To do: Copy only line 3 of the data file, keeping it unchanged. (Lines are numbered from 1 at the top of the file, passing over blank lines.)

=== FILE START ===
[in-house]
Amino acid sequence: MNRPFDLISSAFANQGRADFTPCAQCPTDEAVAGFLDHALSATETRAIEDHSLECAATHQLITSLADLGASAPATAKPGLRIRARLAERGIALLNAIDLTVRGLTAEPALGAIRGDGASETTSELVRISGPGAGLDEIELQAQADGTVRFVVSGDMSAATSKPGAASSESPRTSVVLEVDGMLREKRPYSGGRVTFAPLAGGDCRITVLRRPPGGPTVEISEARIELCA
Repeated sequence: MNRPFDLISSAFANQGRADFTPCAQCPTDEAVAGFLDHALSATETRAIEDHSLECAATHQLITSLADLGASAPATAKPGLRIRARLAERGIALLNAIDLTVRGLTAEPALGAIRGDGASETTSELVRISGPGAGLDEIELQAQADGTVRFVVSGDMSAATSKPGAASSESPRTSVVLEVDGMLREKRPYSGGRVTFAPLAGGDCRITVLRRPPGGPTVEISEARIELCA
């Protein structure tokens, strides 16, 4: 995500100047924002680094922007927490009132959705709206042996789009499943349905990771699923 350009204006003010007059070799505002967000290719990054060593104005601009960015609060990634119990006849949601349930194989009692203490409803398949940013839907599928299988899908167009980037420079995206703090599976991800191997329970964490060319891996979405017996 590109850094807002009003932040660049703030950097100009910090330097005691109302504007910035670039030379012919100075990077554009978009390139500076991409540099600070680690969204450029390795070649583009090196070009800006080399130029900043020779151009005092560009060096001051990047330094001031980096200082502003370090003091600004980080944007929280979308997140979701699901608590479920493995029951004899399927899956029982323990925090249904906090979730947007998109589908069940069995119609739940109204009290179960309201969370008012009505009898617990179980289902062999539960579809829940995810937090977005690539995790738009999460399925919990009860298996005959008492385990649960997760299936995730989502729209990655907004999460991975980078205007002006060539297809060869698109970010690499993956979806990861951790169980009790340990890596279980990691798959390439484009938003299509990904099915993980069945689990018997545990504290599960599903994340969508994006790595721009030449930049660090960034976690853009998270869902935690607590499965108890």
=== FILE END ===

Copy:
Repeated sequence: MNRPFDLISSAFANQGRADFTPCAQCPTDEAVAGFLDHALSATETRAIEDHSLECAATHQLITSLADLGASAPATAKPGLRIRARLAERGIALLNAIDLTVRGLTAEPALGAIRGDGASETTSELVRISGPGAGLDEIELQAQADGTVRFVVSGDMSAATSKPGAASSESPRTSVVLEVDGMLREKRPYSGGRVTFAPLAGGDCRITVLRRPPGGPTVEISEARIELCA